10. ridervfr

    ridervfr Member

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    PBIR, I remember it being called "Moroso" I have the distinction of getting a :helo: ride oot of there, kinda put a damper on my racing career. Good that came oot of it? Walked oot of Mercy Hospital...:vtr2:

    Thing that I had trouble grasping was the flatness of that track. I adventually grew to enjoy the hell oot of it btw. Was not fond of the bus-stop-chicanes they installed, first one on the front straight, then they added another one. Changed everything up. Oh well...
     
  11. Gator

    Gator Insider

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    Ah the old days of Moroso when they still had a dirt track there and the dust would cover the road coarse from it and send people flying! No dirt bikes now, just carts. The new coarse back straight runs parallel to the drag strip divided by a wall. This place had potential when they revamped it but the pits they promised and all of the other wonders have not come to fruition. I think its still tied up in law suits with contractors. Still the track is ok with a great surface, good grip and easy on tires. The drag strip is very good. I have not done the Go carts but seems like it would be fun too. Pitting in the parking lot sucks.
     
  12. misti

    misti New Member

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    Thank you. Your explanation of your current fear of riding and of riding "behind the beat" definitely makes sense. It can be hard to overcome for sure but that is where the original aspect of this post comes into play :) Doing a little bit "less" while riding, less searching for danger, less gripping the bars tightly, less overreacting or overcompensating and more relaxing will help you find that beat again.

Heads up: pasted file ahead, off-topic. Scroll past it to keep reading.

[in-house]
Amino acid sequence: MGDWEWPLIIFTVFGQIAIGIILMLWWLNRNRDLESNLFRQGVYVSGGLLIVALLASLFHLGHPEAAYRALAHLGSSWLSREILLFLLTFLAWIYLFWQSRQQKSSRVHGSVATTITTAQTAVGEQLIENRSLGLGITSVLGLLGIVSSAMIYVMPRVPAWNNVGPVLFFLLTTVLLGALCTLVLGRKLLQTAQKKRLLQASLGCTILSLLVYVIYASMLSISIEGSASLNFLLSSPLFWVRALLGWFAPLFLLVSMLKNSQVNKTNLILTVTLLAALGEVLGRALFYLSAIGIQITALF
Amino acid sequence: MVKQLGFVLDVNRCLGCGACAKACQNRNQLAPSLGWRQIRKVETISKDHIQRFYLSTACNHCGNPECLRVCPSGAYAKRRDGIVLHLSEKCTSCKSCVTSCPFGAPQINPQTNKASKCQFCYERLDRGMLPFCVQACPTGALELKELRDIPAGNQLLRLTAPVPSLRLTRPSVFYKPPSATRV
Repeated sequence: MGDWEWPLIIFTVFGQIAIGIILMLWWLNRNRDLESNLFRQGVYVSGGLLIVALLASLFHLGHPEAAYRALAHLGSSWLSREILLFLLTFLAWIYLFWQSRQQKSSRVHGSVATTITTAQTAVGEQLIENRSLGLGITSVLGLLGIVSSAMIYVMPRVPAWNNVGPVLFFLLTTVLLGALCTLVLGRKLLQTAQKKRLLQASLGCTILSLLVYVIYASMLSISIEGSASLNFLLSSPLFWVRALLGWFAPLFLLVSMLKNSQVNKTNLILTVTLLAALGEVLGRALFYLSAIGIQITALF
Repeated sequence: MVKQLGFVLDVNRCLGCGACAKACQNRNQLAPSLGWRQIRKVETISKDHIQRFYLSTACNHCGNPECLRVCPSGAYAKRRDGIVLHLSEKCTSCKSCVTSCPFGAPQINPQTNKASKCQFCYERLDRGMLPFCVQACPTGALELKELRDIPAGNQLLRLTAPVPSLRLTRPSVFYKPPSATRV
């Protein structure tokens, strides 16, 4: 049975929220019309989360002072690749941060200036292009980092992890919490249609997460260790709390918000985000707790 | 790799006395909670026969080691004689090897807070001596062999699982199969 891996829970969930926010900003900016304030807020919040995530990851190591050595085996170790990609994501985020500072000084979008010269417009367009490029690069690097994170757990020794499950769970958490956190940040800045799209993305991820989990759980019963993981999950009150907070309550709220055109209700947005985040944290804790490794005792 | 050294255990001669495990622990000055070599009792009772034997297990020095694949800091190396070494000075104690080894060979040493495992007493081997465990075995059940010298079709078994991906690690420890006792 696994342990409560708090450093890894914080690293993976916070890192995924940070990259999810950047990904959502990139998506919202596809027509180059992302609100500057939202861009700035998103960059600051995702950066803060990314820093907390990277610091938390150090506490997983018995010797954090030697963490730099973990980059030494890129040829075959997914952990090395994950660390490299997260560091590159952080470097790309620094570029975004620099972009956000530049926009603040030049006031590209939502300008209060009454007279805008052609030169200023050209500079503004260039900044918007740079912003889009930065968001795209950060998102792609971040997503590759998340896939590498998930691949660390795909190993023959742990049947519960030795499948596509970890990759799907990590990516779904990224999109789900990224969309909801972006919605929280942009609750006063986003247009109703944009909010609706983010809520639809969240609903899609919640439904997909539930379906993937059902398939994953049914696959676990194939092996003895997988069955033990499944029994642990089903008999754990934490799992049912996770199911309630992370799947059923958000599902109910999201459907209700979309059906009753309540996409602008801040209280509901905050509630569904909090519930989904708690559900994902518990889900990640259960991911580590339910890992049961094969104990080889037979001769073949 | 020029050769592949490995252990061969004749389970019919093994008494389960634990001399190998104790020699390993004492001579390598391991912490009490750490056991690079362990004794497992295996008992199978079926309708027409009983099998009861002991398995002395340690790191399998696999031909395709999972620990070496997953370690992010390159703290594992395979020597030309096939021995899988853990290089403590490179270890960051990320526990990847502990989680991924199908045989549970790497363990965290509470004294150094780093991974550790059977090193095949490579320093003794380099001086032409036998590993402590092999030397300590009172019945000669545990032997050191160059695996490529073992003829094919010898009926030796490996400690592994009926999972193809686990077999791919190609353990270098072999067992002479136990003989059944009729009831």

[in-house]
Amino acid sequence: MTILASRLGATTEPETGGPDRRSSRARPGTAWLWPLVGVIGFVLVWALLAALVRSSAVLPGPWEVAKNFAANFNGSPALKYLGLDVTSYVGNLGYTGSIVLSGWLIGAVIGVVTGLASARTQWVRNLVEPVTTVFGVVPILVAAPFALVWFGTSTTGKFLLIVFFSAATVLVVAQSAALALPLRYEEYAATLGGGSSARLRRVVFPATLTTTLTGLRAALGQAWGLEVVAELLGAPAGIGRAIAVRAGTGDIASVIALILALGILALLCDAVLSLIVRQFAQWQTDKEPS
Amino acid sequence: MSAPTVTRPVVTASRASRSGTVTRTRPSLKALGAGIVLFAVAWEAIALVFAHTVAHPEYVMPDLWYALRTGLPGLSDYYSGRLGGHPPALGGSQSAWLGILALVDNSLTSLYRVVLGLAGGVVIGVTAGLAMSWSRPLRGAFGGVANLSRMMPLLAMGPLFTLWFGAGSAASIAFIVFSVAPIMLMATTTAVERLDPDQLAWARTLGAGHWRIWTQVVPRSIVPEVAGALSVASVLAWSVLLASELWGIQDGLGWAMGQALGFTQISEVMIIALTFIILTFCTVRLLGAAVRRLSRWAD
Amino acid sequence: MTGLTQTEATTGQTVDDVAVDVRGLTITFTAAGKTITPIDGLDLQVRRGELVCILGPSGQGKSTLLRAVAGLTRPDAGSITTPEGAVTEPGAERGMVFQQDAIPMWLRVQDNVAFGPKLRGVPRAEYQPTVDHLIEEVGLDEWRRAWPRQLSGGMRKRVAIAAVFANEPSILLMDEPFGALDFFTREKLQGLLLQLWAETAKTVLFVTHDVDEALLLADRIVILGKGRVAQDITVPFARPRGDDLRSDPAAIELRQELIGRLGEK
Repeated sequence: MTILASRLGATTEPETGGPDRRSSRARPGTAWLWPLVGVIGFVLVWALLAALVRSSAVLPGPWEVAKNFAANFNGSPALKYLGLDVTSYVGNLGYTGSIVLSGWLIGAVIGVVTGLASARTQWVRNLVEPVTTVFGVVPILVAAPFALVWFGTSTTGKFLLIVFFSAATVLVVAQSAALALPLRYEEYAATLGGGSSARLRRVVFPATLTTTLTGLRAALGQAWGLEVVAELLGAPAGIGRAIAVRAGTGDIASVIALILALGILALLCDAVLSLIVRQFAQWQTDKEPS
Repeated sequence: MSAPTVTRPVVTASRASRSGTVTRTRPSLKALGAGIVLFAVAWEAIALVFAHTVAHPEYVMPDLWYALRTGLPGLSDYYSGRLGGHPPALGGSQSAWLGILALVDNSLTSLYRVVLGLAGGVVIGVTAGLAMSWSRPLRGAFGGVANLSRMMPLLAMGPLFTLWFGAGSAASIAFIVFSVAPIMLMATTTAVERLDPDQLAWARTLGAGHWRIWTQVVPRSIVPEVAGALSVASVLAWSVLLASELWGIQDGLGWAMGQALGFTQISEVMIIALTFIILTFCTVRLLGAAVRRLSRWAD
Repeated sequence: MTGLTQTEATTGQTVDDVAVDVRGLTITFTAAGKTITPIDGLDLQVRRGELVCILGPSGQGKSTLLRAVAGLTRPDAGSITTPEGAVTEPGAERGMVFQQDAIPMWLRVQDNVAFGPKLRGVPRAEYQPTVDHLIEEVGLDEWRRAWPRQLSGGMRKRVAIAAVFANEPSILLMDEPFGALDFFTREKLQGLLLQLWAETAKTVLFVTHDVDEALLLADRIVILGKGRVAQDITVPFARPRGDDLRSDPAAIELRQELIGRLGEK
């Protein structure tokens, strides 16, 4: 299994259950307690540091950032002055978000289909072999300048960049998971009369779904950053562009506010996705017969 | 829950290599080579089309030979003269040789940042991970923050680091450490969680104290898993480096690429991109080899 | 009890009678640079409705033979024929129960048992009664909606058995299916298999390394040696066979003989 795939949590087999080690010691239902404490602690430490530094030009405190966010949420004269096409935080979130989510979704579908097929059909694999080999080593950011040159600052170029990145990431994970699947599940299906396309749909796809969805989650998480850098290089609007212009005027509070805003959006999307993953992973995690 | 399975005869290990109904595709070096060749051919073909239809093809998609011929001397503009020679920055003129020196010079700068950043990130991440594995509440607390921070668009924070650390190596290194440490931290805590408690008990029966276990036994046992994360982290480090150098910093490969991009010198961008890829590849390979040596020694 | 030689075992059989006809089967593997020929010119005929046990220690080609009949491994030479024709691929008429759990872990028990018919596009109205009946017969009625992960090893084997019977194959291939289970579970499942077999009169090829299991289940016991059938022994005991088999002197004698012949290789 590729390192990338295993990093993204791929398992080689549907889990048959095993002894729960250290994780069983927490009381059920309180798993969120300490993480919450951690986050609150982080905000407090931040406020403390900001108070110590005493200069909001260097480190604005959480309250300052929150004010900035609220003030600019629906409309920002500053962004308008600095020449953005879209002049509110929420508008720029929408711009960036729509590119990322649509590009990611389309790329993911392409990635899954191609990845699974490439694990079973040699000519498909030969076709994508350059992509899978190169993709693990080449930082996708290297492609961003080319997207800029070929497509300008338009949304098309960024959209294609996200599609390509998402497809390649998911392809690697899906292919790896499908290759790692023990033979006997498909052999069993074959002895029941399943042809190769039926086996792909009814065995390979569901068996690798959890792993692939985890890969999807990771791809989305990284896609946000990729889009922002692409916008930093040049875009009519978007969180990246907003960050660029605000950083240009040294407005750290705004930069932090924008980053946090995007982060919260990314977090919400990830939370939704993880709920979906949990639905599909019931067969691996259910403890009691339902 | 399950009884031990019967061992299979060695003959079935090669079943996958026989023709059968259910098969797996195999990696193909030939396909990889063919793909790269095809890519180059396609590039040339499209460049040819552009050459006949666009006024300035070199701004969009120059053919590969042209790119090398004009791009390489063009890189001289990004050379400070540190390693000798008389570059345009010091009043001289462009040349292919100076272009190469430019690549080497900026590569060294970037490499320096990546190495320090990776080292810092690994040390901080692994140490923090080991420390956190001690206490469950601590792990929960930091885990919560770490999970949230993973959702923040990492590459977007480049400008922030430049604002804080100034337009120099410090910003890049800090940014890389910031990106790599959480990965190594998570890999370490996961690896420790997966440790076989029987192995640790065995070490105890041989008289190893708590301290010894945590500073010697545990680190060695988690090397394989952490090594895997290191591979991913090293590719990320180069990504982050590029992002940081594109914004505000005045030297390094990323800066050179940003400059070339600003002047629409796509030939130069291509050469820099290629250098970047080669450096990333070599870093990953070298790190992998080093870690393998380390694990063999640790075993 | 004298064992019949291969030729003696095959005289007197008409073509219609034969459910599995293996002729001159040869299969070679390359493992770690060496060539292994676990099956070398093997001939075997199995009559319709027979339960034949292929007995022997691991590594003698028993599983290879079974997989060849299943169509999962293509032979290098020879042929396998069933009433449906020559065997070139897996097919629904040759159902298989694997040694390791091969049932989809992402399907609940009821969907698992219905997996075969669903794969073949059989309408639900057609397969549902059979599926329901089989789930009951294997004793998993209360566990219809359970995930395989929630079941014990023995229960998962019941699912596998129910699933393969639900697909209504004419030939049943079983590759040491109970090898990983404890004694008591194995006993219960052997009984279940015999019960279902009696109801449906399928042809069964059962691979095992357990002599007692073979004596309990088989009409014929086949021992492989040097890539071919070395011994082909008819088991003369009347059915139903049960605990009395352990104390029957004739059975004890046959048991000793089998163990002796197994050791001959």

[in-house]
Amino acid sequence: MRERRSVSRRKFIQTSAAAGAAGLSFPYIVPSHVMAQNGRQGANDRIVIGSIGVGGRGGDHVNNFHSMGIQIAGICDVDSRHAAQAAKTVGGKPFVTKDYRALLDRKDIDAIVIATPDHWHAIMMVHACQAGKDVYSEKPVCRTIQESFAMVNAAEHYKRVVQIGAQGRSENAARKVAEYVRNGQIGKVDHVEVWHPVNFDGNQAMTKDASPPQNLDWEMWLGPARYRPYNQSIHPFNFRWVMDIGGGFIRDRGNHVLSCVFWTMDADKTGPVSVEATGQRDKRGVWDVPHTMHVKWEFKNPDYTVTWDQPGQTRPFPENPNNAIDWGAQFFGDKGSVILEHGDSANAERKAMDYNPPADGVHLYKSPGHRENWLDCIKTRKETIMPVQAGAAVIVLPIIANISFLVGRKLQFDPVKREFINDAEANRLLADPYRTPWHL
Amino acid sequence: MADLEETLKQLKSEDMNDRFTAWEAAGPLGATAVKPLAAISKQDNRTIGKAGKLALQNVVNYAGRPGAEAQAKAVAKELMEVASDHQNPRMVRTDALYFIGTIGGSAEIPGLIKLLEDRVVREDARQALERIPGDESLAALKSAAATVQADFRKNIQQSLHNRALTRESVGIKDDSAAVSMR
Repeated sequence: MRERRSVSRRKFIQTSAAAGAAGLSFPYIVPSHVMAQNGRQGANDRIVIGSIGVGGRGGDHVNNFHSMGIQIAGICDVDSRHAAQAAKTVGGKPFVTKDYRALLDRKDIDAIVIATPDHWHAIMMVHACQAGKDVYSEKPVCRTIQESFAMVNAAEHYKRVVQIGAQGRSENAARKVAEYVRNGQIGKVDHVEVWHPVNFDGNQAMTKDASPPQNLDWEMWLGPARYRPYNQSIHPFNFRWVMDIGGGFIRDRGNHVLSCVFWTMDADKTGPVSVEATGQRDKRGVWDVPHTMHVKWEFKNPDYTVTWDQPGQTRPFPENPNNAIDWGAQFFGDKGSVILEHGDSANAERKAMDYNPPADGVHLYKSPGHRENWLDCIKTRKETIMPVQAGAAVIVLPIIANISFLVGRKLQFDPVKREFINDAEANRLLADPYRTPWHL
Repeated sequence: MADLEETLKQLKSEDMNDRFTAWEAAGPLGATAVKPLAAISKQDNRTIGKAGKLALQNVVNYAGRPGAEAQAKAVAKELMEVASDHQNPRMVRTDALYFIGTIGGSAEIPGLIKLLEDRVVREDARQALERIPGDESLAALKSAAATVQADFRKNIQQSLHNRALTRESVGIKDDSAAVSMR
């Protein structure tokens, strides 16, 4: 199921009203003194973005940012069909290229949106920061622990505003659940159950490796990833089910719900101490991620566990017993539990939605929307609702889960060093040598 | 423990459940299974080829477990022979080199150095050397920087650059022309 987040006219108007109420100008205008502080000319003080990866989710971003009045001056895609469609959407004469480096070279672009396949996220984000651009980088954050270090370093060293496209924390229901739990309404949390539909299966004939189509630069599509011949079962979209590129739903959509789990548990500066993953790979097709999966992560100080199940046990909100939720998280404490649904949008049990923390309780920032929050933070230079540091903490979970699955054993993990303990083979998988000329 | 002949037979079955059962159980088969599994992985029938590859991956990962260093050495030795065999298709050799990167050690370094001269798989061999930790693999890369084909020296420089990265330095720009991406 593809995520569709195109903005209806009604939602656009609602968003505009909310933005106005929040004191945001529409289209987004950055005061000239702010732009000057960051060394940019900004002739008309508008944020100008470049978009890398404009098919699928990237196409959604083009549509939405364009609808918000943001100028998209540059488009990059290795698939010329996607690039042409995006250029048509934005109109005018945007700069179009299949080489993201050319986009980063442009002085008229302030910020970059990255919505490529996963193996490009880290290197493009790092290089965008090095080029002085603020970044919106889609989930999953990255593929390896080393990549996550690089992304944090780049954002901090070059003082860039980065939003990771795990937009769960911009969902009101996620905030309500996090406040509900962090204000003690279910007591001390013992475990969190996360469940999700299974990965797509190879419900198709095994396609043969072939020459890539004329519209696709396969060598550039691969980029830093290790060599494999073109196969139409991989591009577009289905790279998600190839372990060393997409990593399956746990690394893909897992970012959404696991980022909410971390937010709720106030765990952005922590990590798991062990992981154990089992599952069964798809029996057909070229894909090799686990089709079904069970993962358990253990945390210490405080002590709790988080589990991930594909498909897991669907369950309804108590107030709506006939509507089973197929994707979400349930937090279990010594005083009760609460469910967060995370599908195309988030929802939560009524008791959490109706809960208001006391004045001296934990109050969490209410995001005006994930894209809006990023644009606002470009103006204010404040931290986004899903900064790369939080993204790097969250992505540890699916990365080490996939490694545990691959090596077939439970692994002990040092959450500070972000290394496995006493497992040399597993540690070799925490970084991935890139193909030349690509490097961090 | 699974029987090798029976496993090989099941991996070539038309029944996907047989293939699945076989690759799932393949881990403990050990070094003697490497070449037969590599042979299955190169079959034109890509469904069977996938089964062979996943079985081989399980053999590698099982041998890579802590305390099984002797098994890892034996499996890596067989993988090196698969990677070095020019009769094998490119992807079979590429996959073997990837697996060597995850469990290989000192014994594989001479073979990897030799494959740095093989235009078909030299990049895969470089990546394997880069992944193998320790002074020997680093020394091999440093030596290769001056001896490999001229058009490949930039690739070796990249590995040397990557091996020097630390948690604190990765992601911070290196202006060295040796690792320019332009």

You mention that you find yourself overcorrecting and wandering while taking long sweepers. These types of turns are easy to get visually "lost" in and that is where it becomes important to have specific reference points or places in the turn to look in order to keep you on track. Next time you take a long sweeping corner see if you can become aware of where your eyes are looking and what you are looking at. Chances are that your eyes are wandering around, looking at the edge of the road, then the inside, then the middle and your line wanders because of it. If you were able to pick a few reference points throughout the turn (specific places that you wanted the bike to be) you may find your line become more consistent and predictable. We usually talk about having at least 3 references in any one corner but for long sweeping turns or double apex corners you need more.
     
  13. Big_Jim59

    Big_Jim59 Member

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    Keith Code talks about survival reactions, involuntary actions, like grabbing the brake too hard, freezing up or panicking in a corner. Until I have sufficient time to relax (maybe an hour of seat time) I am very conscious of my over reaction and my higher risk factor to truly dangerous situations. I really know what to do, intellectually, but mostly I lack the confidence to apply what I know consistently. It takes conscious effort to realize that I have a death grip on the bars.

    In smaller, faster corners it is easy to keep my eyes on a reference point and drive out of the turn. On long sweeping turns it is hard for me 1) to keep my eyes and thoughts from wandering and 2) to actually have a line that I am likely to follow. On the street, the fast line might also be the like full of ruts and pot holes. I have been working on this quite a bit.